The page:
San Antonio director’s short film about deportation receives praise, Oscar-eligible

San Antonio documentary film director César Martinez Barba, 27, is receiving accolades for tackling the tough subject of deportation.

Martinez Barba’s 20-minute short film, “Dial Home,” captures the loneliness and reality of deportation — people feeling like they don’t belong anywhere. It highlights some men and women who spent their lives in the United States and then were deported to Mexico.

“We’re not from here. We don’t speak Spanish. We’re not from over there because we’re Mexicans. There are a lot of people who are just caught in between. It’s not because we chose to,” said one of the women in the documentary.

Often once they get to Tijuana, the only jobs they’re suited for are at call centers.

“People are working a job where they’re speaking in English on the phone every day with people in the country that they used to live in, yet they are in Mexico trying to rebuild their lives,” Martinez Barba said.

“When you’re at work, it feels like you’re still working in the U.S., but as soon as you leave those call center doors, it’s different,” said a man in the documentary.

“Dial Home” has screened at many film festivals, including the San Francisco International Film Festival, where it won “Best Documentary Short Film,” making it Oscar-eligible.

“Winning the award was a surprise because the film was made with a lot of care and love but very few economic resources, and it was a really small team,” Martinez Barba said.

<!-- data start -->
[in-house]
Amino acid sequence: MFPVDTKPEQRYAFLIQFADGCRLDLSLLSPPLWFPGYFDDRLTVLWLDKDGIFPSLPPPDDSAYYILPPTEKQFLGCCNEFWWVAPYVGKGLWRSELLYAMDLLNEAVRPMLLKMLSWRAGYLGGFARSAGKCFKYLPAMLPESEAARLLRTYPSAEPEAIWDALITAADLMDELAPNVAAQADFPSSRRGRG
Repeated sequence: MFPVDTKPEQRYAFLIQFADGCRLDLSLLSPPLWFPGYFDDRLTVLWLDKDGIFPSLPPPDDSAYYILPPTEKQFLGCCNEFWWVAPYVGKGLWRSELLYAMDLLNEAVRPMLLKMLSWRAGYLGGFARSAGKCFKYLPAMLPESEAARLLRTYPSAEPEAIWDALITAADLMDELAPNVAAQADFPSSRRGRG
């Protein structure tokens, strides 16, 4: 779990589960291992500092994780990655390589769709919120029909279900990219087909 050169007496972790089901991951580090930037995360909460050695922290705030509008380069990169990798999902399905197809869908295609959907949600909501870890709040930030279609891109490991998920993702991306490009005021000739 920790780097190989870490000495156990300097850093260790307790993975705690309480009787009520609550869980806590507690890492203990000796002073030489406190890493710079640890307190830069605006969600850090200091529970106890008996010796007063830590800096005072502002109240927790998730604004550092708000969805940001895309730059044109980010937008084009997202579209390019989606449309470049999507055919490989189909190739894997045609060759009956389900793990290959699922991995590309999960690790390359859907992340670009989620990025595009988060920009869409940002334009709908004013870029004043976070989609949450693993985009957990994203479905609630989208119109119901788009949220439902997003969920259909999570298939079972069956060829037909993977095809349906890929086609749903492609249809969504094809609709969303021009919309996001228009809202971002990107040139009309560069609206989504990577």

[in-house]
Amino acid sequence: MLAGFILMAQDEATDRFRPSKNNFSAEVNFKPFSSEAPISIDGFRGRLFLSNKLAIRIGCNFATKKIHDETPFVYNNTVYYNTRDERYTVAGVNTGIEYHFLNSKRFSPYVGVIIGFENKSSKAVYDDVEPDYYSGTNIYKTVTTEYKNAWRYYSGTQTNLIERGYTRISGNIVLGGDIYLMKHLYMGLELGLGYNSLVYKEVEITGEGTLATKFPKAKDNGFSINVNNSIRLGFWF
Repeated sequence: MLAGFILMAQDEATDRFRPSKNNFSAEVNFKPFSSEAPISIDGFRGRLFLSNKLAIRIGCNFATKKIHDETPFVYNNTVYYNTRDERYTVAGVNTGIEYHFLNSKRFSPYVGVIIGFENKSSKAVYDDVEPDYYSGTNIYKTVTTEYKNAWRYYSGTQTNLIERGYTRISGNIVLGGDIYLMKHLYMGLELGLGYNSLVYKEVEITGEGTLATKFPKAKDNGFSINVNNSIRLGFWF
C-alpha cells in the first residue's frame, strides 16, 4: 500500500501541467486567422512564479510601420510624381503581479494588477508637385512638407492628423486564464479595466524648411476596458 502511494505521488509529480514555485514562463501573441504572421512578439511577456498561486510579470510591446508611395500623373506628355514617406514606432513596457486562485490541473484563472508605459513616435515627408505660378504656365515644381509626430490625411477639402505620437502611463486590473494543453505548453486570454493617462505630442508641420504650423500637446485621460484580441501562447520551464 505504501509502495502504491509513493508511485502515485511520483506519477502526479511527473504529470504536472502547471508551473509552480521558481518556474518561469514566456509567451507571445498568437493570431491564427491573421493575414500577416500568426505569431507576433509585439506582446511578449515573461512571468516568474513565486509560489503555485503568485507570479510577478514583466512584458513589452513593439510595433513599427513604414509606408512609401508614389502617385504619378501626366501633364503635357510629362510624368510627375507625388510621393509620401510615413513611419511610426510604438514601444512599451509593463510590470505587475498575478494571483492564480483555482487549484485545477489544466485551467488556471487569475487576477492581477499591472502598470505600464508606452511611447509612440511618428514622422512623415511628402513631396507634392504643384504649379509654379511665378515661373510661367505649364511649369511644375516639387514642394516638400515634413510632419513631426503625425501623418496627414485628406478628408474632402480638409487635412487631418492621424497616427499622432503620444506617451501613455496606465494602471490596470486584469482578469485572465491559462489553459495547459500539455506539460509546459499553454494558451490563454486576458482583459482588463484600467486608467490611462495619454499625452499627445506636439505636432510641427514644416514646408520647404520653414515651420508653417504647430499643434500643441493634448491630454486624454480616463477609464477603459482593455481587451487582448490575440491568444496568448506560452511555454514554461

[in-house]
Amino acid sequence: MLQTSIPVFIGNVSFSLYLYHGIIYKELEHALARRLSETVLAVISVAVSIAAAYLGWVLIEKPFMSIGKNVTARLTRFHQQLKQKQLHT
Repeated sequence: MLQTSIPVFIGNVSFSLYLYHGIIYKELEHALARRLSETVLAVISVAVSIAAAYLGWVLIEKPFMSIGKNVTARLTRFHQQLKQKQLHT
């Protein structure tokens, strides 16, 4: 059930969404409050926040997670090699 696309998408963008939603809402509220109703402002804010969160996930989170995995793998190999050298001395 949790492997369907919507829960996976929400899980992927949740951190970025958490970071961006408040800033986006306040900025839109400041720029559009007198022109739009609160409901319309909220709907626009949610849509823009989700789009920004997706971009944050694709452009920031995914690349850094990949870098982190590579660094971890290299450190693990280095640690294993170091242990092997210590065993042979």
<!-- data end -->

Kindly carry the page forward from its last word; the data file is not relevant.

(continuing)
Then, in September, the New Yorker picked up the film and showed the documentary for free online.

Martinez Barba is honored but said he values one thing the most: “That this story is available to more people, and there’s a greater visibility to this subject matter. Stories about what happens to people after they’re deported, I think, are far and few between.”

Martinez Barba credits his childhood in San Antonio, specifically his mentors at the SAY Sí organization, for inspiring his love of filmmaking. SAY Sí provides diverse populations with creative development, arts and cultural experiences, and training opportunities.

“I’m Mexican American, and I’m interested in telling Mexican American stories, and for me, this is another example of how complicated that identity can be. I think because I was able to grow up in a city that really was deeply Mexican American, deeply Tejano, deeply Hispanic in so many ways, it was really important for me to honor that experience and the place I call home,” Martinez Barba said.

Martinez Barba said future projects already in the works would continue championing Mexican American stories.

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